Follow us on:

Facebook Twitter LinkedIn YouTube

National Assembly

FAO and Seychelles team up in fight against hairy caterpillars |30 October 2019

FAO and Seychelles team up in fight against hairy caterpillars

Mr Takoukam (left) and Minister Bastienne signing the project agreement

The National Biosecurity Agency (NBA) is working towards an Integrated Pest Management (IPM) system for the effective control of the invasive Euproctis caterpillar (hairy caterpillar), through a technical cooperation programme project between the government of Seychelles and the Food and Agriculture Organisation (FAO) of the United Nations.

The project agreement was officially signed yesterday morning by the Minister for Fisheries and Agriculture Charles Bastienne and FAO representative for Madagascar, Comoros, Mauritius and Seychelles Patrice Talla Takoukam, in a brief ceremony at the ministry’s offices at Maison Collet, Victoria.

As per the project agreement, FAO is to provide a sum of $148,000, laboratory equipment and technical assistance from experts to build capacity of local staff to handle the scientific work associated with IPM, developing a database for insects, pests and others related to the hairy caterpillar and designing stronger and more effective methods to control populations of the species which started to wreak havoc in Seychelles in February 2015.

The 24-month project is a continuation of projects implemented over recent years, the first of which was to help identify the species and its origin.

“FAO is providing finance and technical capacity in an area where we have already implemented projects in previous years. In fact, this one is a continuation of programme that we implemented during the last few years to address the issue of hairy caterpillar. In the framework of that programme, we had provided technical capacity, but also, there were a number of international consultants who came into the country to help the national counterparts to identify the nature of the pest that were really threatening the crops and trees in the Seychelles. So following that programme, which was a small programme, we then received a new request for a new programme that will really help to strengthen the capacity of the local National Biosecurity Agency but also to provide some specific measures to strengthen their capacity. We are hoping that this will really help the country to strengthen its capacity in handling any pests,” Mr Takoukam said.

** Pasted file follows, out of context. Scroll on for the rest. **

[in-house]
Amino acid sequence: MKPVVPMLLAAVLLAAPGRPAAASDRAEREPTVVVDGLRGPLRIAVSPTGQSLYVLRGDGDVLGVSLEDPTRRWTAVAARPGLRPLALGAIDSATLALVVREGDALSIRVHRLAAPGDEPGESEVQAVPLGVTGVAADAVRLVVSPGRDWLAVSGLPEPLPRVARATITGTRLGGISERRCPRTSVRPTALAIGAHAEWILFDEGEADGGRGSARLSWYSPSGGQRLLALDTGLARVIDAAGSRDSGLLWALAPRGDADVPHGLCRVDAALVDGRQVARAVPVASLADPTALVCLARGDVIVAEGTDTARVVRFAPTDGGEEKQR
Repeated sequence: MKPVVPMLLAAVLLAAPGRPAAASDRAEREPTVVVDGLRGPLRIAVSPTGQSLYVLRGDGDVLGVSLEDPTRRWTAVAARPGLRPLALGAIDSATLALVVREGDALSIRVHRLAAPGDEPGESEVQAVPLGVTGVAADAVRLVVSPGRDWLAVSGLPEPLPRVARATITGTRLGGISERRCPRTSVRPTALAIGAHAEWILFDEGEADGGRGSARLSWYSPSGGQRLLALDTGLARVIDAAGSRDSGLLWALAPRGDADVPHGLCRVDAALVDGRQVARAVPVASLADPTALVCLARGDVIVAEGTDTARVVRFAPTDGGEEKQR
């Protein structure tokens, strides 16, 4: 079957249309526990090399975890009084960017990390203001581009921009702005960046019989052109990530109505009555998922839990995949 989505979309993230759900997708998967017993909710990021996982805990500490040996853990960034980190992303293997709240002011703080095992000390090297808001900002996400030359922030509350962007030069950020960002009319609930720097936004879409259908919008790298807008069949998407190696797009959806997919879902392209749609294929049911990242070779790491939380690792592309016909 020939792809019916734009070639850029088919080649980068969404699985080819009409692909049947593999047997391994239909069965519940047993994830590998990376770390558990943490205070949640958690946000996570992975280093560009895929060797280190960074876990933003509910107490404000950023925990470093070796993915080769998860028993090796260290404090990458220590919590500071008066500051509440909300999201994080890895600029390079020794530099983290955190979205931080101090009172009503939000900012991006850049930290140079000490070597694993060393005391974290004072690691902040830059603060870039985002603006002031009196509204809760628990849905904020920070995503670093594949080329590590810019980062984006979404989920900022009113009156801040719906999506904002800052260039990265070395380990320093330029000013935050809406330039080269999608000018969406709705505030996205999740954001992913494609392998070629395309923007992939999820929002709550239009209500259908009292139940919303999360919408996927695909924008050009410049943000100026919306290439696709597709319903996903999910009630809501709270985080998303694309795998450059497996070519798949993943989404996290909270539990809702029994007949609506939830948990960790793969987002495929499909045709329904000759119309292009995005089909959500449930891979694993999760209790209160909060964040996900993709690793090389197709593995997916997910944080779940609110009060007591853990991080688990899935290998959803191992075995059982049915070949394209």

“Seychelles has as one of its priorities food security and nutrition and we cannot reach food security and nutrition if we have pests causing destruction and this programme will really help in that area,” Mr Takoukam added.

Minister Bastienne also seized the opportunity to express his gratitude to FAO for always responding to calls for assistance and noted that during previous phases of the project, the species was linked to Burundi, where the species was identified by a consultant provided by FAO. The consultant also made available 50 samples of the species of the samples, 98 percent indicated that there was some sort of natural control in Burundi, which is helping to control the population of hairy caterpillars there.

According to the chief executive of NBA, Marc Naiken, it is possible another insect species comes to lay eggs in the larvae of the hairy caterpillar and subsequently it spends part of its life within the caterpillar and kills the caterpillar in doing so.

Minister Bastienne further noted the efforts to manage hairy caterpillar populations since 2015 including widespread spraying and fogging, but such resulted in detrimental effects on other species such as the red-legged golden orb-weaver spider, leading the ministry to stop fogging.

Through the agreement, the NBA will conduct scientific research on the species whose life span is 1-25 days and which reproduces exceptionally fast, laying 200 eggs at a time, especially during dry, hot seasons. It will seek to uncover other natural species which may interfere with the reproduction and population of the hairy caterpillars as was the case in Burundi.

Mr Naiken noted that the populations have decreased significantly over the past year with fewer incidences recently. He noted that a further component of the project is to get all stakeholders involved in their efforts and to develop their capacities in scientific research and IPM.

Research will also involve identifying where the population is at its highest and the plants on which the species thrives and the findings used to inform decisions as to how to manage and control the species.

In the meantime, organic biological agents will be used to control the pests to avoid possibilities of interfering with other species as was the case with pesticides.

More news